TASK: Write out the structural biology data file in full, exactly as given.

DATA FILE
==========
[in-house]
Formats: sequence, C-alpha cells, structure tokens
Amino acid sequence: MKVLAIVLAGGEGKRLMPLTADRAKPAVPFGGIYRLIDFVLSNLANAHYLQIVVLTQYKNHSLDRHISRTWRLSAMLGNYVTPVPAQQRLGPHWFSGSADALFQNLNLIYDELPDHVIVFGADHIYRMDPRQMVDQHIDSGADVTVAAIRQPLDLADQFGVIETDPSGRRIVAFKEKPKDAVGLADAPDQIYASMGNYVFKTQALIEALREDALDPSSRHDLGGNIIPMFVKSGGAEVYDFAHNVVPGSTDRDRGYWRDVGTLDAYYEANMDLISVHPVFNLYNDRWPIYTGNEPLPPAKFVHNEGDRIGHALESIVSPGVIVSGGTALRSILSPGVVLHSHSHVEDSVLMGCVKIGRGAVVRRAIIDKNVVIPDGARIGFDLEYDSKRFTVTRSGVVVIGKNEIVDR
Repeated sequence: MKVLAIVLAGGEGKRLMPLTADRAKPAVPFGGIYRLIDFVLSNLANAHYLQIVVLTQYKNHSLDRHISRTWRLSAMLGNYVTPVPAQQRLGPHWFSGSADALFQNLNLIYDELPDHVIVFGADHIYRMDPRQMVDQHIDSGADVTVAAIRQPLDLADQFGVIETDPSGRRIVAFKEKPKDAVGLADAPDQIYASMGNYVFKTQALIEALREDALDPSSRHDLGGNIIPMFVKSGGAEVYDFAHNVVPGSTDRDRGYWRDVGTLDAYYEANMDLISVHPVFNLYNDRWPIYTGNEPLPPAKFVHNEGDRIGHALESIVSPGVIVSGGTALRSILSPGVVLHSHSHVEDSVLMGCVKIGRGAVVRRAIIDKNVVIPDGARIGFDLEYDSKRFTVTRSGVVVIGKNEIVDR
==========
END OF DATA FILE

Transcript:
[in-house]
Formats: sequence, C-alpha cells, structure tokens
Amino acid sequence: MKVLAIVLAGGEGKRLMPLTADRAKPAVPFGGIYRLIDFVLSNLANAHYLQIVVLTQYKNHSLDRHISRTWRLSAMLGNYVTPVPAQQRLGPHWFSGSADALFQNLNLIYDELPDHVIVFGADHIYRMDPRQMVDQHIDSGADVTVAAIRQPLDLADQFGVIETDPSGRRIVAFKEKPKDAVGLADAPDQIYASMGNYVFKTQALIEALREDALDPSSRHDLGGNIIPMFVKSGGAEVYDFAHNVVPGSTDRDRGYWRDVGTLDAYYEANMDLISVHPVFNLYNDRWPIYTGNEPLPPAKFVHNEGDRIGHALESIVSPGVIVSGGTALRSILSPGVVLHSHSHVEDSVLMGCVKIGRGAVVRRAIIDKNVVIPDGARIGFDLEYDSKRFTVTRSGVVVIGKNEIVDR
Repeated sequence: MKVLAIVLAGGEGKRLMPLTADRAKPAVPFGGIYRLIDFVLSNLANAHYLQIVVLTQYKNHSLDRHISRTWRLSAMLGNYVTPVPAQQRLGPHWFSGSADALFQNLNLIYDELPDHVIVFGADHIYRMDPRQMVDQHIDSGADVTVAAIRQPLDLADQFGVIETDPSGRRIVAFKEKPKDAVGLADAPDQIYASMGNYVFKTQALIEALREDALDPSSRHDLGGNIIPMFVKSGGAEVYDFAHNVVPGSTDRDRGYWRDVGTLDAYYEANMDLISVHPVFNLYNDRWPIYTGNEPLPPAKFVHNEGDRIGHALESIVSPGVIVSGGTALRSILSPGVVLHSHSHVEDSVLMGCVKIGRGAVVRRAIIDKNVVIPDGARIGFDLEYDSKRFTVTRSGVVVIGKNEIVDR